43. A method of encapsulating a used intravenous needle comprising the acts of: displacing the needle proximally by applying a tensile force to a pull only element; opening a normally-closed distal door to a needle-receiving capsule followed by entry of the needle into the capsule through the door responsive to said tensile force applied to the pull only element;
closing the door;
preventing the encapsulated needle from exiting the capsule in any direction.
44. A method according to
45. A method according to
45. A method according to
46. A method according to
47. A method of using and safely encapsulating an intravenous needle after use comprising the acts of:
placing a needle within a catheter tube having a distal end and a hollow interior so that a sharp distal end of the needle extends beyond the distal end of the catheter tube;
making a venipuncture to insert the distal ends of the needle and the catheter tube into a vein;
retaining the distal end of the catheter tube in the vein while pulling from the vein the used needle in a proximal direction along the hollow interior of the catheter tube by force applied to an elongated tether;
continuing to pull the used needle proximal by force applied to the tether to displace the used needle through a gate entirely into a needle trap;
thereafter closing the gate to prevent subsequent distal displacement of the needle from the needle trap.
48. A method according to
49. A method according to
50. A method according to
51. A method according to
52. A method of encapsulating a used needle without allowing exposure of a sharp distal tip of the needle to human contact, comprising the acts of:
after a venipuncture, by which the sharp distal tip of the needle and a distal end of a catheter tube are inserted into a vein shielding the used needle and its sharp distal tip from human contact by pulling the needle proximally in a concealed manner along a hollow interior of the catheter tube;
thereafter, continuing to shield the used needle and its sharp distal tip from human contact by further pulling the needle proximally in a concealed manner through a one-way gate into a hollow interior of a needle trap capsule, which capsule is aligned with the catheter tube.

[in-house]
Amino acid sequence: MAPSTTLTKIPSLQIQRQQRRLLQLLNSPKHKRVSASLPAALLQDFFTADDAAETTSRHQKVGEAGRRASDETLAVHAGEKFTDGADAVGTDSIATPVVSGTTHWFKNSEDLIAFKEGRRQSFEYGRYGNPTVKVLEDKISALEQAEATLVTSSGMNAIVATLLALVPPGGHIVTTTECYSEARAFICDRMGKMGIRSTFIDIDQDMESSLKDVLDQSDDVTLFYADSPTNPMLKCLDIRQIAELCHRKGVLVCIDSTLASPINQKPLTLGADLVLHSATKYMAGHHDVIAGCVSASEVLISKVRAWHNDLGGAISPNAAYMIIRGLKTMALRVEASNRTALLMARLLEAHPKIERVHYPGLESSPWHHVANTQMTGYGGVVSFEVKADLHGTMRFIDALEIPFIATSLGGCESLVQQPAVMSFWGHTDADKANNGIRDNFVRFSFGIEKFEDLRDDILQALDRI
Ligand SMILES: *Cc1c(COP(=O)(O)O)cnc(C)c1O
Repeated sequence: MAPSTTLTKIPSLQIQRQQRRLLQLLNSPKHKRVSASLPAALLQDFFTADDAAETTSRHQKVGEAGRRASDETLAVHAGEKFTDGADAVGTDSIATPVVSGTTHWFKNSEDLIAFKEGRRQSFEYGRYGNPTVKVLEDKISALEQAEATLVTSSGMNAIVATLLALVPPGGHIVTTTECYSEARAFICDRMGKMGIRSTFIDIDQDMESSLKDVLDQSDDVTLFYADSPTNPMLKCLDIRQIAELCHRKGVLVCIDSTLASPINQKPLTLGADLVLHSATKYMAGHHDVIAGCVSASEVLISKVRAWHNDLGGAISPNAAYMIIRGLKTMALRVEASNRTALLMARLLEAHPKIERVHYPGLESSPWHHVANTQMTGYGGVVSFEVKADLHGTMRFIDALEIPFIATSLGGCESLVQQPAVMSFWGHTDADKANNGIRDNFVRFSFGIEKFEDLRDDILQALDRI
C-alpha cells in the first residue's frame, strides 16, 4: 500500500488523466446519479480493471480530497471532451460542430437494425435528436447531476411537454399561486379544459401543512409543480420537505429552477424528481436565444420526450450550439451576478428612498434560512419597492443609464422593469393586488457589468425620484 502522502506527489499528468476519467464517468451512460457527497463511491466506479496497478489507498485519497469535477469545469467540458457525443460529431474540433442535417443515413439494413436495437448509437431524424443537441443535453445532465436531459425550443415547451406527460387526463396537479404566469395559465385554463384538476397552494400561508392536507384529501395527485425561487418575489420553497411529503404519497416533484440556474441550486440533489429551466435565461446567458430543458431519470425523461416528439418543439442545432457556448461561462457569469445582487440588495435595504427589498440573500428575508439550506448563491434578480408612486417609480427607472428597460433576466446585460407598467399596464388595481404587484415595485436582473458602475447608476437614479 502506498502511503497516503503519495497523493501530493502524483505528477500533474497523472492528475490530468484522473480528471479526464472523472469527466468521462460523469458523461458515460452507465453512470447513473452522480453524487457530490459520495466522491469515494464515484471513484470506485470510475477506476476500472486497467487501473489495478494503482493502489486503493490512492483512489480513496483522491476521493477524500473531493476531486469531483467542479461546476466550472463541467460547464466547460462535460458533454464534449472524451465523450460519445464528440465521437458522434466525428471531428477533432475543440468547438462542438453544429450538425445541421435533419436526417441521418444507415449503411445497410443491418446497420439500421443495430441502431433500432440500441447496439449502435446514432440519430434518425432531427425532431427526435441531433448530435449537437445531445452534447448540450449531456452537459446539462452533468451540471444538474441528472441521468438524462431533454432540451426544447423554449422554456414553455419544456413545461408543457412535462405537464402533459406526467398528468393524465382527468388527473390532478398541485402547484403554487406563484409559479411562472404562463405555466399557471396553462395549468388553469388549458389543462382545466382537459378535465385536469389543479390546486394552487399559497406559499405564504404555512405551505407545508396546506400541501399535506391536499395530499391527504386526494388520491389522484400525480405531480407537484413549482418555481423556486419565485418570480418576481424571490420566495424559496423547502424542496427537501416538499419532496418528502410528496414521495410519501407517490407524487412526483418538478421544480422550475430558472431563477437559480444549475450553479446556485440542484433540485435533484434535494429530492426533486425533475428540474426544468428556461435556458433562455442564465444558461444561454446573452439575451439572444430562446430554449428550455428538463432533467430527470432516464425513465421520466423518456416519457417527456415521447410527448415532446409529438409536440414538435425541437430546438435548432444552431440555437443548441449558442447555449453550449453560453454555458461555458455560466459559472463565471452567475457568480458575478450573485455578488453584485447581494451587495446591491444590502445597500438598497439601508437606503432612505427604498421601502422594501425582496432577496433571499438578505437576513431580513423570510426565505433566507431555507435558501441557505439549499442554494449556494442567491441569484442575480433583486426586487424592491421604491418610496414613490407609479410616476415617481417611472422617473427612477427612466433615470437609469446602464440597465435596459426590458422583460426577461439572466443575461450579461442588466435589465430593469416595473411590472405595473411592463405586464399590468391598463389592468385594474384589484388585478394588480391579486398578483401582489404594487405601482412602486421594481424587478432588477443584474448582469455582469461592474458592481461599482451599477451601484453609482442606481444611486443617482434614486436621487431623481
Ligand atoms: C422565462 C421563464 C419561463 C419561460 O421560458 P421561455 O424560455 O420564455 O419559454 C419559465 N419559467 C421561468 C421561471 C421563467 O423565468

53. A method according to
54. A method according to
55. A method according to
56. A method of encapsulating a used intravenous needle and removing the encapsulated needle from a catheter tube comprising the acts of:
displacing the needle proximally along a hollow interior of the catheter tube by applying a tensile force to a pull only element;
opening a normally-closed distal door to a needle-receiving capsule within the hollow of the catheter tube followed by entry of the needle into the capsule through the door responsive to said tensile force applied to the pull only element;
closing the door;
preventing the encapsulated needle from exiting the capsule in any direction;
jointly pulling the capsule and the needle therein out of a proximal end of the catheter tube by tensile force applied to the pull only element.
 The present invention relates generally to long intravenous catheter assemblies, such as central venous and peripheral catheter assemblies, and, more particularly to apparatus and methodology for fail-safe trapping of a used needle initially comprising part of a catheter assembly comprising a catheter tube and removal of the trap and the needle therein from the catheter tube. The invention is also useful with shorter catheter assemblies.
 Disposal of used intravenous needles initially forming a part of a catheter assembly in a fail-safe way, so that inadvertent pricking of a medical aid provider or a patient is prohibited, has long been a problem in the medical field.
 The present invention addresses this problem.
 It is a primary object of the present invention to address the problem of disposing of intravenous needles, initially forming a part of a catheter assembly, in a fail-safe way.
 It is another object to provide novel apparatus and methodology which address the problem mentioned immediately above.
 These and other objects and features of the present invention will be apparent from the detailed description taken with reference to the accompanying drawings.
FIG. 1 is a perspective of one embodiment of the present invention;